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Records around the Nurburgring are a hotly contested feat amongst car manufacturers none more fiercely competitive than the FWD Nurburgring ring record. Renault reckons it can handily beat Honda’s 7:43.8 record achieved by their Civic Type R with Renault’s all new Megane RS Trophy edition that was just announced earlier this week. Not only did Renault unveil a new turbocharged 1.8L power plant underneath the hood, they’ve got a trick up their sleeve in the form of 4Control a.k.a. 4 wheel steering.

Most Megane’s sold will be equipped with Renault’s all new 1.8L Renault-Nissan collab engine also found in the Alpine A110 that pumps out 276 HP and 288 lb-ft. But there will also be a Trophy version of that same car with even more power at 296 HP and 295 lb-ft. That trophy version will be the one that will attack the Nurburgring with a run at the record in late 2018.

The aforementioned ace up Renault’s sleeve will be their 4Control technology which allows the rear wheels to turn up to 2.7 degrees. Supposedly, that’s all this hot hatch needs to improve the Renault Megane RS’s turning Radius at low speeds while delivering greater agility and improved stability at high speeds. Renault thinks the trickledown effect of better handling benefits more than just turning.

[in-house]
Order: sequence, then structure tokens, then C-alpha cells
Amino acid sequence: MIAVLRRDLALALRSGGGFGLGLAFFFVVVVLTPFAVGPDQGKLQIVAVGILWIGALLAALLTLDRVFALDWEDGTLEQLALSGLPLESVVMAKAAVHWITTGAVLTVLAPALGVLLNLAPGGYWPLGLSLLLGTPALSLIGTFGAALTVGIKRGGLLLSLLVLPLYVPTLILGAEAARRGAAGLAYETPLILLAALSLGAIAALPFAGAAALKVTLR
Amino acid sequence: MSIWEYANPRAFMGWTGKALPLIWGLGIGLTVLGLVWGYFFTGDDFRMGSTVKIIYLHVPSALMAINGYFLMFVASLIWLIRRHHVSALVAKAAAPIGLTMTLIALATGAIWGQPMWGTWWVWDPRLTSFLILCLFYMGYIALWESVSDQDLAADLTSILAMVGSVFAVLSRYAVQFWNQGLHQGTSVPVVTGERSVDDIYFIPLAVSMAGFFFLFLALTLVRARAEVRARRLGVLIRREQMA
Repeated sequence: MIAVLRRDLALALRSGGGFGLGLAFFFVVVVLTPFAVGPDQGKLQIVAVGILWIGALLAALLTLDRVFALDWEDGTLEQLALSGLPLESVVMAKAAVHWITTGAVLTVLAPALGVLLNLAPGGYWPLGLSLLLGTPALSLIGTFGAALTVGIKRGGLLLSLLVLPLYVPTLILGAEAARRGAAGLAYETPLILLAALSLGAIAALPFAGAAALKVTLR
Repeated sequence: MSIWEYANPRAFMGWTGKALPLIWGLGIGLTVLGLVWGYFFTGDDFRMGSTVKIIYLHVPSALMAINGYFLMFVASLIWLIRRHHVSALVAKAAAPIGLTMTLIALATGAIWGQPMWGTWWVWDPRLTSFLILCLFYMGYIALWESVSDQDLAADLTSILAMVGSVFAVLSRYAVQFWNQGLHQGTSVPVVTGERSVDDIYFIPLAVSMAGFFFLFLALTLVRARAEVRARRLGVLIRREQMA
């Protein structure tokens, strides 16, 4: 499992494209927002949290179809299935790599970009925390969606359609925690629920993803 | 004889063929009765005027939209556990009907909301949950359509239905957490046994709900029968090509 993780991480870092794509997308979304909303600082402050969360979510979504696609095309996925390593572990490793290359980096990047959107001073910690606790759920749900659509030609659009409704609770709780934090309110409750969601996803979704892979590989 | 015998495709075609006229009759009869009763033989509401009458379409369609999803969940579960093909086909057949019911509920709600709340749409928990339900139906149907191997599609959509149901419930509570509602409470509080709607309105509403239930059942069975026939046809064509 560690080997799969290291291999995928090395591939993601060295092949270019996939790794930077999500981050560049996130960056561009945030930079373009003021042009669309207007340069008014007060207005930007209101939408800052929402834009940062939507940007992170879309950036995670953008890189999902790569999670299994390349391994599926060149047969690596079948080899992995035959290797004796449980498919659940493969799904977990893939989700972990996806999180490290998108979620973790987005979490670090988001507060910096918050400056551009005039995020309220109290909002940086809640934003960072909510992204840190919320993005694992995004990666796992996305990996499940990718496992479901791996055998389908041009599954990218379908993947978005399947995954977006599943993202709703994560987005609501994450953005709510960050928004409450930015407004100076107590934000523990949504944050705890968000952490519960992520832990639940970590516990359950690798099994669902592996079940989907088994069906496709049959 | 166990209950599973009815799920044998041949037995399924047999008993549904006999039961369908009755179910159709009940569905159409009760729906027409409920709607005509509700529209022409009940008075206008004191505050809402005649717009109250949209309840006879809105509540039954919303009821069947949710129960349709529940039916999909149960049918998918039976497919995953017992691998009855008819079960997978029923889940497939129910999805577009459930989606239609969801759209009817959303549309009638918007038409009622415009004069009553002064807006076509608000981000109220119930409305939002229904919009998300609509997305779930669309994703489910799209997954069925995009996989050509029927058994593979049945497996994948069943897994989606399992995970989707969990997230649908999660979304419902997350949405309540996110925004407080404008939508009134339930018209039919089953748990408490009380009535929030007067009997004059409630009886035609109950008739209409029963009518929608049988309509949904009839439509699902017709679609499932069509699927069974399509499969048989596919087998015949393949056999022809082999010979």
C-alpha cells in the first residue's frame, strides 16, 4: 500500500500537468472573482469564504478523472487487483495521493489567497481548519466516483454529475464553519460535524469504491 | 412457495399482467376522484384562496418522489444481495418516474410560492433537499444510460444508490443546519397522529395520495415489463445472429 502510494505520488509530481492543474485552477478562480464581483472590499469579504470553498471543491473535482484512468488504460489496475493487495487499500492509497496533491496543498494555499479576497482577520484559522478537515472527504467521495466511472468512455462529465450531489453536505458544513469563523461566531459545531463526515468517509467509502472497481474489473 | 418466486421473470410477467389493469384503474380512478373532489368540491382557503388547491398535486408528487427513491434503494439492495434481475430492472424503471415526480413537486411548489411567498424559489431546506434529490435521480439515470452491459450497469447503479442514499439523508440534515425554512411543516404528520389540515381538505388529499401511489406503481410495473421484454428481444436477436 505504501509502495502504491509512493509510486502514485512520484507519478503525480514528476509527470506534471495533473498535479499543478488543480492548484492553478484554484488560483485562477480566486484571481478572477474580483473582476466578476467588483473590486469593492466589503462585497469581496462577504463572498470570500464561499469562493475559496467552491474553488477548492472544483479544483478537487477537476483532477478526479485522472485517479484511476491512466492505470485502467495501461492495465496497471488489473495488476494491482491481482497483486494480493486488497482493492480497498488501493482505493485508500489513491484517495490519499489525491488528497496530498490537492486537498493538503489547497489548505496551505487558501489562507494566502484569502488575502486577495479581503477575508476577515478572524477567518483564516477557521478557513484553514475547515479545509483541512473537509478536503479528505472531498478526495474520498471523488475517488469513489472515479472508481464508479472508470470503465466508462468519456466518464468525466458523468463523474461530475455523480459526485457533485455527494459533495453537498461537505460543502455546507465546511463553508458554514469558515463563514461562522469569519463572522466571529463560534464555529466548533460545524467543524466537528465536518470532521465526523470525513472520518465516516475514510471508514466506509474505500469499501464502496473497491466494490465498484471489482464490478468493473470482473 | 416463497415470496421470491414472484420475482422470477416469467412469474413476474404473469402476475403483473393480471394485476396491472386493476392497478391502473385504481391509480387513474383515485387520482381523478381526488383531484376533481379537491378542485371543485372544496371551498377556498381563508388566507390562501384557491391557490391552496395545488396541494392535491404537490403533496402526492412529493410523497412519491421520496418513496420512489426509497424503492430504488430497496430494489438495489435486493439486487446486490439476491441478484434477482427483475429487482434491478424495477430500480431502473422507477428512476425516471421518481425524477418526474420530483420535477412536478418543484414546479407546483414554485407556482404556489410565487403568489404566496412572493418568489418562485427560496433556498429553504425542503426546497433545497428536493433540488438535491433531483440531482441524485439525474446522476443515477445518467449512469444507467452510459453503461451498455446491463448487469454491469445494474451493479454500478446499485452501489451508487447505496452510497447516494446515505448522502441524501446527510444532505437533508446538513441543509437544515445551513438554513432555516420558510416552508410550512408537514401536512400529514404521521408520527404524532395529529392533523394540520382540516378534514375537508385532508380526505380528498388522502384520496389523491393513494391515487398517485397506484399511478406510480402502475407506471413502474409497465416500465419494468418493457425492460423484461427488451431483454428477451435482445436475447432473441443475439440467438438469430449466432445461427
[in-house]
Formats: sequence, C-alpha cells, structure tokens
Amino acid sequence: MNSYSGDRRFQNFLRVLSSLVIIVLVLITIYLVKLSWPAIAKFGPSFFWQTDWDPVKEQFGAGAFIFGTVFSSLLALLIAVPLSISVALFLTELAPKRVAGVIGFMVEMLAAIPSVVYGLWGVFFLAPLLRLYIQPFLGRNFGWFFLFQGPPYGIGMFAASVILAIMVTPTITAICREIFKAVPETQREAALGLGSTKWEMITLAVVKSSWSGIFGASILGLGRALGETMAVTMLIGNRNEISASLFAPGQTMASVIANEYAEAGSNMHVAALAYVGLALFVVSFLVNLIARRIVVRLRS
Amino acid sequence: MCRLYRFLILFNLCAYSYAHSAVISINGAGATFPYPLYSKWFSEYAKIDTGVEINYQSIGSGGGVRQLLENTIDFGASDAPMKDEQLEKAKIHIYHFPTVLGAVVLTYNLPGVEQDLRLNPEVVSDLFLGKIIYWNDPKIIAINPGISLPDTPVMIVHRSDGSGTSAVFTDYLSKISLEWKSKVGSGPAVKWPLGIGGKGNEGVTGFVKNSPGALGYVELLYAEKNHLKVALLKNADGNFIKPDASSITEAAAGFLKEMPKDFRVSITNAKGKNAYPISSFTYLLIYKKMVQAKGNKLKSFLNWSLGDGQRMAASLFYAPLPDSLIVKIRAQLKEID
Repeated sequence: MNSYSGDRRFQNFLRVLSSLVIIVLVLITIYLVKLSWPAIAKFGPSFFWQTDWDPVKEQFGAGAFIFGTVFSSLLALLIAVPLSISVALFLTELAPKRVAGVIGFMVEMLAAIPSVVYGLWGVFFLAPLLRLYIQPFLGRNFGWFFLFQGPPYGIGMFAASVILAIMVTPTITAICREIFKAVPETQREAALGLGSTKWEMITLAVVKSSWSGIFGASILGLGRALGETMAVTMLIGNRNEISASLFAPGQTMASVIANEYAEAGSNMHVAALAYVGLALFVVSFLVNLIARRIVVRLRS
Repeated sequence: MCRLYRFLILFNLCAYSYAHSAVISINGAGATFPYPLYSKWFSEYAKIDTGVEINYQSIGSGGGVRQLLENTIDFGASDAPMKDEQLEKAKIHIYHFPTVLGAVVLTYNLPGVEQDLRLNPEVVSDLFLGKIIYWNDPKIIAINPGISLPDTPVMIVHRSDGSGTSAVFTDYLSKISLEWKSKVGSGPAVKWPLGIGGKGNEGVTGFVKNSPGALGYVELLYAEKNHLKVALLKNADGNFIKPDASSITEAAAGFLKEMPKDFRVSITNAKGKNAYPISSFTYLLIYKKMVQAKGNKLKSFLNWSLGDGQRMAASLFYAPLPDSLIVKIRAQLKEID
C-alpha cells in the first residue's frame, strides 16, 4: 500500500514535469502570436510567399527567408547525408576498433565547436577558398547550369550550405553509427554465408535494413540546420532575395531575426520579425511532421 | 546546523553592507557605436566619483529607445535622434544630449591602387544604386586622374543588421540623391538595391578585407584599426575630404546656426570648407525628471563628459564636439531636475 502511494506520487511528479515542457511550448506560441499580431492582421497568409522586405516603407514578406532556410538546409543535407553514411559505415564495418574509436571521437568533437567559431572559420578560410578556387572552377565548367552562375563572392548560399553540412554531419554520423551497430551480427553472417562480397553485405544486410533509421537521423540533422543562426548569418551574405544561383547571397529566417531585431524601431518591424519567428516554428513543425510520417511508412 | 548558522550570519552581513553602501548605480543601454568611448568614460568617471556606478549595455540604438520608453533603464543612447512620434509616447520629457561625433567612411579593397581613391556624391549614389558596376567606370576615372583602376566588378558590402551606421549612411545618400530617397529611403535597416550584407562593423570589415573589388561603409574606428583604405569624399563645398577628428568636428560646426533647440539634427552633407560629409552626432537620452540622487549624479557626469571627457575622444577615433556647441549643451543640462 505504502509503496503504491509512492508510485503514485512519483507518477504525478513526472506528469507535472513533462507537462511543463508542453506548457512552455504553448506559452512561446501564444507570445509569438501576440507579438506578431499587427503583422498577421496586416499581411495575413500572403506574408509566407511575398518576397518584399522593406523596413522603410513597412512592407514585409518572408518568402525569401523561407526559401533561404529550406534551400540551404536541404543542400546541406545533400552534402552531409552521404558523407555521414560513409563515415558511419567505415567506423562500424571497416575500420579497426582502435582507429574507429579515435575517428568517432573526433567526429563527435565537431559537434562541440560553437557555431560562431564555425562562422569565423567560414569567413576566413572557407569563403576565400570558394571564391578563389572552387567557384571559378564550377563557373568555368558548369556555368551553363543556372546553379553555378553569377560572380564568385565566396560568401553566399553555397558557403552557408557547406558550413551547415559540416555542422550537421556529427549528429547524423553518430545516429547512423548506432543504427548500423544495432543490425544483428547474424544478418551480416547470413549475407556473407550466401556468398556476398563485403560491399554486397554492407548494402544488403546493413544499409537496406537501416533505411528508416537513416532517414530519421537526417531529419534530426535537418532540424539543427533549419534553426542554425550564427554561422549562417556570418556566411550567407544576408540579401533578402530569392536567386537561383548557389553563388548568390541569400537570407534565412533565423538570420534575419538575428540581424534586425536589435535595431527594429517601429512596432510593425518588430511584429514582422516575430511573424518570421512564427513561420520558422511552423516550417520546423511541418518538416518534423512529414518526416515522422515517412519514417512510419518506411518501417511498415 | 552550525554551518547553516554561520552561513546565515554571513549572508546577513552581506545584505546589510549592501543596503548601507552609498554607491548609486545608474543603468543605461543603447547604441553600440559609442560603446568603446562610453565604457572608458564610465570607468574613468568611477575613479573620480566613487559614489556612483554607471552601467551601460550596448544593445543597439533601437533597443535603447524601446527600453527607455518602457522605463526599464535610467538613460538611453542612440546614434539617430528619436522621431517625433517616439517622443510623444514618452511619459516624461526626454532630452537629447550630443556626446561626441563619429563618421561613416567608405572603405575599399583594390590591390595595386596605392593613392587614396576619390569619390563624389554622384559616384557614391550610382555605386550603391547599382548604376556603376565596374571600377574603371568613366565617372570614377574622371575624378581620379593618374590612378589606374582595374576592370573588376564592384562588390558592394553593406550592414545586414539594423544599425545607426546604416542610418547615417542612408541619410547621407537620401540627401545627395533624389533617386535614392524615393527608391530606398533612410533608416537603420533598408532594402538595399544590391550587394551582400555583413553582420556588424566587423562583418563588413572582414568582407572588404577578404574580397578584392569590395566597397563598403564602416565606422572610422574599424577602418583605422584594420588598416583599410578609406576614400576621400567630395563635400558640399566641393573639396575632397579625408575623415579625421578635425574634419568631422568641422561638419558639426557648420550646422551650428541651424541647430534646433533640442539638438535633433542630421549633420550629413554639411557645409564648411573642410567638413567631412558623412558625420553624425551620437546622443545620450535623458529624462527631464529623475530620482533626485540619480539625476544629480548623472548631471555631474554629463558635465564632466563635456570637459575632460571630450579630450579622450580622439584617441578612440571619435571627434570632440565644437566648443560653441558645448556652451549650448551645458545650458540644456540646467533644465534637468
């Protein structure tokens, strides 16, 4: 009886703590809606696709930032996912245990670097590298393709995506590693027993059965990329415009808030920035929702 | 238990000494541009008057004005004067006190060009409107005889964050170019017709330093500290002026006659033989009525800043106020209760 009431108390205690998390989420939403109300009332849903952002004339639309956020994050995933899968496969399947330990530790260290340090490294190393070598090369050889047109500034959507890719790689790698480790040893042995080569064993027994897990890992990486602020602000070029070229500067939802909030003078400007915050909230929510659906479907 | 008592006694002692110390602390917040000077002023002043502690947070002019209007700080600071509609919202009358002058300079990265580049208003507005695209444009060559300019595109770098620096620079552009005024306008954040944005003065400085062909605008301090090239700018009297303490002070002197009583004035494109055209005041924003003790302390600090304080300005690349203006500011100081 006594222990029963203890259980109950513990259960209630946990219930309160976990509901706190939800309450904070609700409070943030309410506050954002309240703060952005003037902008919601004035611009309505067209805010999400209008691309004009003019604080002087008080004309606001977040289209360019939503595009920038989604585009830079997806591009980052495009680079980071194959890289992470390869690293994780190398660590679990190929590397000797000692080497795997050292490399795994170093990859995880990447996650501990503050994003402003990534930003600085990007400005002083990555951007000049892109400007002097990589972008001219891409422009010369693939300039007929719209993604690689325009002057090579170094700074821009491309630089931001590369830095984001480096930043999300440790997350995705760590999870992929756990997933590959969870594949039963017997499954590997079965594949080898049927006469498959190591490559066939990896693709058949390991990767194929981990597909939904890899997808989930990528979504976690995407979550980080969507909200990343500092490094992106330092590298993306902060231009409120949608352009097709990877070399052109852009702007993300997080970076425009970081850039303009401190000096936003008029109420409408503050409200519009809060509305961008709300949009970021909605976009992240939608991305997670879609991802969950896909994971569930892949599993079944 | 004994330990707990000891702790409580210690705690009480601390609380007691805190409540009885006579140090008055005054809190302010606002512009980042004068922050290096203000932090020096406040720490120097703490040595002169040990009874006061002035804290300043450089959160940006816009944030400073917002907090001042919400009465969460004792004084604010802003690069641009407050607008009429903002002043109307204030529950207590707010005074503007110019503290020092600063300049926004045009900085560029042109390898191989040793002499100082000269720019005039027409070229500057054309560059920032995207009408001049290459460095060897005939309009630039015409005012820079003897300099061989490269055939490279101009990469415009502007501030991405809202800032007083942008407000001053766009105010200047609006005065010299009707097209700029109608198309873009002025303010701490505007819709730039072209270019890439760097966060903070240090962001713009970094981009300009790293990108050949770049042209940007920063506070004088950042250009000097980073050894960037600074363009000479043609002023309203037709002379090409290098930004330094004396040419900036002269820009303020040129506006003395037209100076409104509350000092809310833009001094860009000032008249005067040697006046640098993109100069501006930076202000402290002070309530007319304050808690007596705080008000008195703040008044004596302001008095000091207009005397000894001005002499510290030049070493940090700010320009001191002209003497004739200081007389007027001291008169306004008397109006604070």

““What became clear was that we had two choices:
to make a car without it
and to make incremental improvements in every area over what had gone before, or to make the car with it and to make a step change in terms of improvements. The benefits go across every area of the car’s dynamics – we have been able to rework the dampers, diffs, steering and more.”

F1 ace Nico Hulkenberg already got a crack at the normal version of the Renault Megane RS and according to Nico, “the gearbox is very well especially the automatic one, very responsive and very direct. It’s a lot stiffer, it’s a lot like a racing car. If you’re going to track days, it’s a lot more performance. The 4Control, you feel it working pretty well on long sweeping corners.”

Renault is taking this Nurburgring attack seriously as they’ve already been spied on the ‘Ring testing with their tires indicating they were running at full attack.

That’s the nature of records, they’re meant to be broken. If part of the reason Honda took back the Nurburgring record was to sell a few more Honda Civic Type R’s, it’s done the trick as those have been flying off the lots. Honda was adamant saying the last time their record was stolen from them that they’d steal it right back. We wonder when Renault announces they’ve beat Honda if Honda will respond in kind. If so, that means a hotter Civic Type R may be on the way!

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